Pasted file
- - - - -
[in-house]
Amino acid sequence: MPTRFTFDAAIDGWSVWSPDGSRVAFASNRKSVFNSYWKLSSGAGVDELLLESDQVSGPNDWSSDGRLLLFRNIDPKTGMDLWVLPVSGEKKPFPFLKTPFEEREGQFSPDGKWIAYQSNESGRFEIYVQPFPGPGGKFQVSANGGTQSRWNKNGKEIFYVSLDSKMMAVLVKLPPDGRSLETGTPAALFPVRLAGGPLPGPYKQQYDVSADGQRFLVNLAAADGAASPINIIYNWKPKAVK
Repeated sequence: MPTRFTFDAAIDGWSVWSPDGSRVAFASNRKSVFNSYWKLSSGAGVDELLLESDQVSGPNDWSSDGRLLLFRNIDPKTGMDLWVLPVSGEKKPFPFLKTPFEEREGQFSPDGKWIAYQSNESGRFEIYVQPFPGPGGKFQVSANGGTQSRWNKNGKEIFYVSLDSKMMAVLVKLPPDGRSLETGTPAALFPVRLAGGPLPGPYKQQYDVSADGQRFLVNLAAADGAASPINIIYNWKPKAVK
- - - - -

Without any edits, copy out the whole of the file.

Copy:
[in-house]
Amino acid sequence: MPTRFTFDAAIDGWSVWSPDGSRVAFASNRKSVFNSYWKLSSGAGVDELLLESDQVSGPNDWSSDGRLLLFRNIDPKTGMDLWVLPVSGEKKPFPFLKTPFEEREGQFSPDGKWIAYQSNESGRFEIYVQPFPGPGGKFQVSANGGTQSRWNKNGKEIFYVSLDSKMMAVLVKLPPDGRSLETGTPAALFPVRLAGGPLPGPYKQQYDVSADGQRFLVNLAAADGAASPINIIYNWKPKAVK
Repeated sequence: MPTRFTFDAAIDGWSVWSPDGSRVAFASNRKSVFNSYWKLSSGAGVDELLLESDQVSGPNDWSSDGRLLLFRNIDPKTGMDLWVLPVSGEKKPFPFLKTPFEEREGQFSPDGKWIAYQSNESGRFEIYVQPFPGPGGKFQVSANGGTQSRWNKNGKEIFYVSLDSKMMAVLVKLPPDGRSLETGTPAALFPVRLAGGPLPGPYKQQYDVSADGQRFLVNLAAADGAASPINIIYNWKPKAVK